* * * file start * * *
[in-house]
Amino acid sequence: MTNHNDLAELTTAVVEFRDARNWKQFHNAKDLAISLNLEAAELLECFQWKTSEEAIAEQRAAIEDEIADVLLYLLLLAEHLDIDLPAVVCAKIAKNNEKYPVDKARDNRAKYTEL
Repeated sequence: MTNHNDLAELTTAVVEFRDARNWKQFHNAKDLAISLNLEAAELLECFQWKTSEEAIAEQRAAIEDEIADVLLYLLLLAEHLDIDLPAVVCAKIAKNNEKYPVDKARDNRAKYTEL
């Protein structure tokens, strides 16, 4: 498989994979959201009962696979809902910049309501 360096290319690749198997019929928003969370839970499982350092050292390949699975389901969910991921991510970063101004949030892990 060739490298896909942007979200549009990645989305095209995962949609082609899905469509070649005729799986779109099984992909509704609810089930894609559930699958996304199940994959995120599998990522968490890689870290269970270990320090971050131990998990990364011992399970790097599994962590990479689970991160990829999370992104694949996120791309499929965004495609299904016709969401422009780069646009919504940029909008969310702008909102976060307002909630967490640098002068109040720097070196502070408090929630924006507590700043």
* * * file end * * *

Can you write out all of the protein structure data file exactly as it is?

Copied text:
[in-house]
Amino acid sequence: MTNHNDLAELTTAVVEFRDARNWKQFHNAKDLAISLNLEAAELLECFQWKTSEEAIAEQRAAIEDEIADVLLYLLLLAEHLDIDLPAVVCAKIAKNNEKYPVDKARDNRAKYTEL
Repeated sequence: MTNHNDLAELTTAVVEFRDARNWKQFHNAKDLAISLNLEAAELLECFQWKTSEEAIAEQRAAIEDEIADVLLYLLLLAEHLDIDLPAVVCAKIAKNNEKYPVDKARDNRAKYTEL
């Protein structure tokens, strides 16, 4: 498989994979959201009962696979809902910049309501 360096290319690749198997019929928003969370839970499982350092050292390949699975389901969910991921991510970063101004949030892990 060739490298896909942007979200549009990645989305095209995962949609082609899905469509070649005729799986779109099984992909509704609810089930894609559930699958996304199940994959995120599998990522968490890689870290269970270990320090971050131990998990990364011992399970790097599994962590990479689970991160990829999370992104694949996120791309499929965004495609299904016709969401422009780069646009919504940029909008969310702008909102976060307002909630967490640098002068109040720097070196502070408090929630924006507590700043």